Human Fertilisation and Embryology Act

'The UK should completely deregulate embryo research and place no restrictions at all upon what scientists can do to early human embryos. ' Discuss. Whilst there are strong arguments to completely deregulate embryo research and place no restrictions at all upon what scientists can do to early human embryos, as seen through the need to promote scientific advancement and the argument that embryos accord no special status, governmental regulation of embryos is ultimately desirable.

Instead, one should opt for a 'compromise' position in recognizing that embryos possess an intermediate moral status and therefore should be accorded with a degree of 'respect' to thus warrant a need for regulation upon its usage. In light of a number of scientific advances since the 1990 act such as the possibility of cell nuclear replacement and stem cell research, the amendments to the Human Fertilisation and Embryology Act which received assent in 2008 should be welcomed in encapsulating this 'compromise' position.

This act arguably allows for scientific progression through permitting the usage of early human embryos, yet protects the status of embryos through setting important obstacles prior to gaining access to their usage. Nonetheless, regulating a fast-moving and dynamic area of science will inevitably be a challenging task and one should continuously question the necessities and prevalence of the regulations in light of the benefits to scientific research.

To begin with, it can be argued that the UK should completely deregulate embryo research and place no restrictions at all upon what scientists can do to early human embryos due to the fact that they do not possess any special status and thus should not be regulated any differently to any other biological materials. This is supported by Helga Kuhse and Peter Singer1 who both believe that any reverence or special treatment towards early human embryos make little sense.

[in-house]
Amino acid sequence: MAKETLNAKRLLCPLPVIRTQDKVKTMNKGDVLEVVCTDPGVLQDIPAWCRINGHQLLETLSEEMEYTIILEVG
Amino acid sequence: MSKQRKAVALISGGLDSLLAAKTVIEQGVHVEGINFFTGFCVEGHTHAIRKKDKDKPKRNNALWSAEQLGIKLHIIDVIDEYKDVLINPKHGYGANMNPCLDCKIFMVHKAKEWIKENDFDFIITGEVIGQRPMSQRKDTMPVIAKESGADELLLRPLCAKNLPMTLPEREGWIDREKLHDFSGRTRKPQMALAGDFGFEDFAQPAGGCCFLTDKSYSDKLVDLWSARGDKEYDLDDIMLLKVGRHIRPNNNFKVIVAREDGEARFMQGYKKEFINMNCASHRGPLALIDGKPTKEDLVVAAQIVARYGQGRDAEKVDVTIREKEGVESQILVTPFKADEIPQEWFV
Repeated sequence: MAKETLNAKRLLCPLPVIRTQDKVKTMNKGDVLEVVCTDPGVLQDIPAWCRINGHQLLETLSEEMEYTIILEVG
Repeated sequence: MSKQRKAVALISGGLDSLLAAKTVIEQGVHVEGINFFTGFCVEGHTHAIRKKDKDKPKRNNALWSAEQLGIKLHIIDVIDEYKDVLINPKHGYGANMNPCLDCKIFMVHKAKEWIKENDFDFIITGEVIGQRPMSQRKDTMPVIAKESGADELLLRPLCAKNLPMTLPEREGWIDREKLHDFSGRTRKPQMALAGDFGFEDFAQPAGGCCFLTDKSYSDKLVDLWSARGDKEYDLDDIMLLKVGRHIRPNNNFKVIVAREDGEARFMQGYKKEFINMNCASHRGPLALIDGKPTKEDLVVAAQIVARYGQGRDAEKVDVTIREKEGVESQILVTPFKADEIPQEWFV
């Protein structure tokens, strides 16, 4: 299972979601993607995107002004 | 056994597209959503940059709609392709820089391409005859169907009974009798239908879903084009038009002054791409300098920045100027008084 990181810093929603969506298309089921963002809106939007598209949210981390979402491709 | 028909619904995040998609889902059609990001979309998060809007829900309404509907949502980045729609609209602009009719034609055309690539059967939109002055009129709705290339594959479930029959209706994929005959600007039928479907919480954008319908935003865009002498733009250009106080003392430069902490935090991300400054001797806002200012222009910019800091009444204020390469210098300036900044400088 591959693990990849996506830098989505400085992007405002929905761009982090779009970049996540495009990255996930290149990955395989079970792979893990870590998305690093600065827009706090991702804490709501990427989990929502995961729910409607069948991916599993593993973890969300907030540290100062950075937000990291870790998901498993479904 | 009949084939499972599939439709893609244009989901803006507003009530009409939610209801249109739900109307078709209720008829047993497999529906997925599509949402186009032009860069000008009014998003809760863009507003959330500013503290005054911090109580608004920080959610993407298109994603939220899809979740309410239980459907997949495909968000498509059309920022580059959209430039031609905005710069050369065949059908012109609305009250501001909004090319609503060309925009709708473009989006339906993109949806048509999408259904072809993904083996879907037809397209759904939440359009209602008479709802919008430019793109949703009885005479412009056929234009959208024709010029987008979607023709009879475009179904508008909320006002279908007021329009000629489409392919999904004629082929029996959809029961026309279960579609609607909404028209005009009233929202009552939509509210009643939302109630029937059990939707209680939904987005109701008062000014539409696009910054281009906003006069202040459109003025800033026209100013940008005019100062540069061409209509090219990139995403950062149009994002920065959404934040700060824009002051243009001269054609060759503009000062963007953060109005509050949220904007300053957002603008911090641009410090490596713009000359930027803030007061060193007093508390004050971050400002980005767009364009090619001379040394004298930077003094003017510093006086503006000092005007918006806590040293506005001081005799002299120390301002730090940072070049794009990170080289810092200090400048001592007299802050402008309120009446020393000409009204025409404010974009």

Instead, as embryos do not possess the qualities which ground our respects for persons, such as consciousness and sentience, it can be argued that the UK should therefore deregulate embryo research and place no restrictions upon their use by scientists. Instead, both highlight that as non-human animals such as primates and rats can feel pain yet are often harmed by what is done to them in the course of scientific research, there exists a troubling anomaly whereby it is questionable why tests on totally non-sentient human embryos cannot be freely carried out.

However, the fact that both recognise that it would be legitimate to use embryo resources only up to the point at which they can feel pain, could highlight the issue that regulation on embryo research should not be completely taken away and instead there still needs to exist a certain limit in which to regulate the usage of embryos.